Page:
Most of us can’t imagine operating a lawn mower or power tools without hearing protection and yet regularly operate our worship sound reinforcement systems at a comparable decibel level. We all know volume complaints are more prevalent when the musical style is one the complainant doesn’t particularly like. But the reality is that decibel levels are no respecter of persons or styles.
An organ introit, choir and orchestra anthem, rhythm section bridge, or southern gospel quartet all have the same potential to hover around unsafe or even damaging levels with extended exposure. In fact, some studies have even shown that incidents of hearing loss are slightly higher in classical musicians than rock musicians. Even though our volume preferences may be subjective, the potential effects are not.
Worship and Tech leaders often use the Occupational Safety and Health Administration (OSHA) decibel scale to determine acceptable levels. Although a helpful resource, it is often used reactively rather than proactively. In other words, leaders often use this scale to defend existing levels in response to complaints.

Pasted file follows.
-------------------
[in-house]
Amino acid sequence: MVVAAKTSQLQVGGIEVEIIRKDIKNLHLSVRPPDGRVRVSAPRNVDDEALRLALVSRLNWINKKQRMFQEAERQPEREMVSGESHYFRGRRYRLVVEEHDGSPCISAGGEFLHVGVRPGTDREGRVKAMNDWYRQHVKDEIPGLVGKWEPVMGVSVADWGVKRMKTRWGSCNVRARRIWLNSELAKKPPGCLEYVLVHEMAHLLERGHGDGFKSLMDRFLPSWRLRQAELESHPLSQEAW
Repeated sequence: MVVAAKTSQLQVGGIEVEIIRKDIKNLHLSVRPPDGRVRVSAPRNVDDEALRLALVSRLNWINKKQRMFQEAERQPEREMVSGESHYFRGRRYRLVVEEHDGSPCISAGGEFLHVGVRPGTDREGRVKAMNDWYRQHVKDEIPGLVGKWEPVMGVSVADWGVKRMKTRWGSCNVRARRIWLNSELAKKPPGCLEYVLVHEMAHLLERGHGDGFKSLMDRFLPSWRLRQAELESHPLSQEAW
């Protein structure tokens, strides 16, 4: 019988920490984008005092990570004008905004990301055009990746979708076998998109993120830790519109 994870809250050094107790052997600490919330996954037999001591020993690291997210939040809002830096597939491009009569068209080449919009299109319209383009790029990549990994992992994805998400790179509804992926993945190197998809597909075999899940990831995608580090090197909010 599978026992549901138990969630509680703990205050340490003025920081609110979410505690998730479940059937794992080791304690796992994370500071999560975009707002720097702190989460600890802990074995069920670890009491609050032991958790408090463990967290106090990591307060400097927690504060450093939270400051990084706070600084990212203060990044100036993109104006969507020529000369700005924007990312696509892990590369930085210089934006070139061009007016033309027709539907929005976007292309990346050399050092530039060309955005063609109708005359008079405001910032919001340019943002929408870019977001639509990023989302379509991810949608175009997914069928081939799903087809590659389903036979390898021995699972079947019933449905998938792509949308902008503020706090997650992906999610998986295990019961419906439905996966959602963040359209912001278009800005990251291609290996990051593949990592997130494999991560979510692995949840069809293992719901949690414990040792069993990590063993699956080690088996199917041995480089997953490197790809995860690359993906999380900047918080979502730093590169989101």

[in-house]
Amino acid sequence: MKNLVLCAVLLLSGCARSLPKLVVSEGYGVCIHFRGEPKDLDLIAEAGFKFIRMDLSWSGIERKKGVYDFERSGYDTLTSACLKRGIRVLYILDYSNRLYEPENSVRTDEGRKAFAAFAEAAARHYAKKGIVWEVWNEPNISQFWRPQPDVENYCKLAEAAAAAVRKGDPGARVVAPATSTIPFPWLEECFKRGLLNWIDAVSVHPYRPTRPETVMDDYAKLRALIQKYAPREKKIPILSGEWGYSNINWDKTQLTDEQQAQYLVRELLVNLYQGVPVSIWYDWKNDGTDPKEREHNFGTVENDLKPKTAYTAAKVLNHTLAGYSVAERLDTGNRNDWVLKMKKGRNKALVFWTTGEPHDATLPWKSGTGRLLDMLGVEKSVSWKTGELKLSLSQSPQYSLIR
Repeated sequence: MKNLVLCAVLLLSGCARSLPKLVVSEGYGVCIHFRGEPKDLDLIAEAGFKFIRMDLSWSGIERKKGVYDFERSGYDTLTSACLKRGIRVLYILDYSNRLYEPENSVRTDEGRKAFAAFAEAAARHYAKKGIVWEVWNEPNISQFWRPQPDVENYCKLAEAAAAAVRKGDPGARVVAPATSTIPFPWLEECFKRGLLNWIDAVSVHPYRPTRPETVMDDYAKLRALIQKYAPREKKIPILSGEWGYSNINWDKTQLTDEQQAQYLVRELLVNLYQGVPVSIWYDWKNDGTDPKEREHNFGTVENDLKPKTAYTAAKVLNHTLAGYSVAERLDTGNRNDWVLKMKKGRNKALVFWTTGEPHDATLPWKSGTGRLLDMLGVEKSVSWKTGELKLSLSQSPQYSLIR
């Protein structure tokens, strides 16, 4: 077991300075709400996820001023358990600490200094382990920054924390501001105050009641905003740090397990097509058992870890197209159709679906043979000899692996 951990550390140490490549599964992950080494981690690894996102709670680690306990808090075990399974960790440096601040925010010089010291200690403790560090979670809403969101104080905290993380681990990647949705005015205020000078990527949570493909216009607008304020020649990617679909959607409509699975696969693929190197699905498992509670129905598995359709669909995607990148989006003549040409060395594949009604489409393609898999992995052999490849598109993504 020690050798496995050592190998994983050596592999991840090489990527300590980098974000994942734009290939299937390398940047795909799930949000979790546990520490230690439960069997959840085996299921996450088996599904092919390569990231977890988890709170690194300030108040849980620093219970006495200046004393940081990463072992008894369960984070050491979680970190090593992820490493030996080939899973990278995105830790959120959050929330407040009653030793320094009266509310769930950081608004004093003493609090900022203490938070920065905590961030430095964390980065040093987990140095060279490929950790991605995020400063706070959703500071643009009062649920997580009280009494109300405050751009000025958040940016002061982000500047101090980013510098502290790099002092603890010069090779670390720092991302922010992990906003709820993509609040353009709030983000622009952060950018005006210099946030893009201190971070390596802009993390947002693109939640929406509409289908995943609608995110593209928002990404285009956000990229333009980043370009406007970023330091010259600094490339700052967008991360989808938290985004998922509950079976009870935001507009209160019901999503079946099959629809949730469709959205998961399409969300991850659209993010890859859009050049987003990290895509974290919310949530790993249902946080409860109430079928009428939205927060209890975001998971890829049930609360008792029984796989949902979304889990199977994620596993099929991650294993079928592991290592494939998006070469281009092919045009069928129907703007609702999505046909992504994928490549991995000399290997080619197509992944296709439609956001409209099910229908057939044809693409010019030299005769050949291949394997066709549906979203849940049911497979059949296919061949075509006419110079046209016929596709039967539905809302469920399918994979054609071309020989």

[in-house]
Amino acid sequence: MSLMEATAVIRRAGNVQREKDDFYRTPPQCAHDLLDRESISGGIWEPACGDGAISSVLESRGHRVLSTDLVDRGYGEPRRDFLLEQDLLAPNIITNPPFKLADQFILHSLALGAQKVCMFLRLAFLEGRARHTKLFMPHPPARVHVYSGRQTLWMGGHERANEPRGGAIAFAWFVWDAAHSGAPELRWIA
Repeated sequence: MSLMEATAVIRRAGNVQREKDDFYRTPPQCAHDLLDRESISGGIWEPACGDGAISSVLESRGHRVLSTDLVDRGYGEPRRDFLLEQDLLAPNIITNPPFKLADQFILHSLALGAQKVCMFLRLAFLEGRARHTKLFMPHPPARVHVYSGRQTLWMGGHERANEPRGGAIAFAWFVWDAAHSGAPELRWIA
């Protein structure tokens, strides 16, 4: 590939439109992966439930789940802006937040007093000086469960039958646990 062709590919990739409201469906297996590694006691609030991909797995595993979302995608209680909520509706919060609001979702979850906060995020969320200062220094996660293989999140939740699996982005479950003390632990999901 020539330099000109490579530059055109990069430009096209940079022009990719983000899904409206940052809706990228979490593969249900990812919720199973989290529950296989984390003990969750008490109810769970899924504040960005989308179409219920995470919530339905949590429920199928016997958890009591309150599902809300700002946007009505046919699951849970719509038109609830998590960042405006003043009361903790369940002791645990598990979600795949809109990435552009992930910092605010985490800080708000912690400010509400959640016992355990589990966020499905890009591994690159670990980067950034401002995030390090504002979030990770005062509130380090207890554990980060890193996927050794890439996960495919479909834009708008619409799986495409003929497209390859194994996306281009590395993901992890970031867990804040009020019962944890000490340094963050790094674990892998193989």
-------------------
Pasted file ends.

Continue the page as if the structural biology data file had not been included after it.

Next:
Proactive use of the OSHA scale can instead help a congregation consider not only acceptable levels but also appropriate levels for the culture of their individual congregation. Acceptable levels are objective…Appropriate levels are subjective. Appropriate levels consider the congregation we have been given to lead, not one we wish we had been given to lead.
In most cases it would require only slight adjustments to reduce the risk of hearing damage or loss. Experts have written that based on the length of time of exposure vs. the intensity of exposure, every 3 dB drop reduces the risk by one-half. Even though humans are very good at determining and measuring frequency, they are not very good at determining loudness, or differences in loudness. In the noisy environment of a worship service with numerous instrumentalists and vocalists playing and singing simultaneously, a 3 dB drop of the band or orchestra would be imperceptible to most congregants. Slight adjustments would foster significant progress toward safer worship music levels for longer periods of time.
As leaders, we can rationalize unsafe decibel levels because it feels better, because it fits the genre, or because we prefer it at those levels. And yet, we often vilify those congregants who make those same claims about their preferences. It is really just a matter of our responsibility and accountability as leaders to fulfill our obligation to steward those we have been entrusted to lead. How are we doing?
 Marshall Chasin, Hearing Loss in Musicians: Prevention and Management, (San Diego: Plural Publishing, 2009).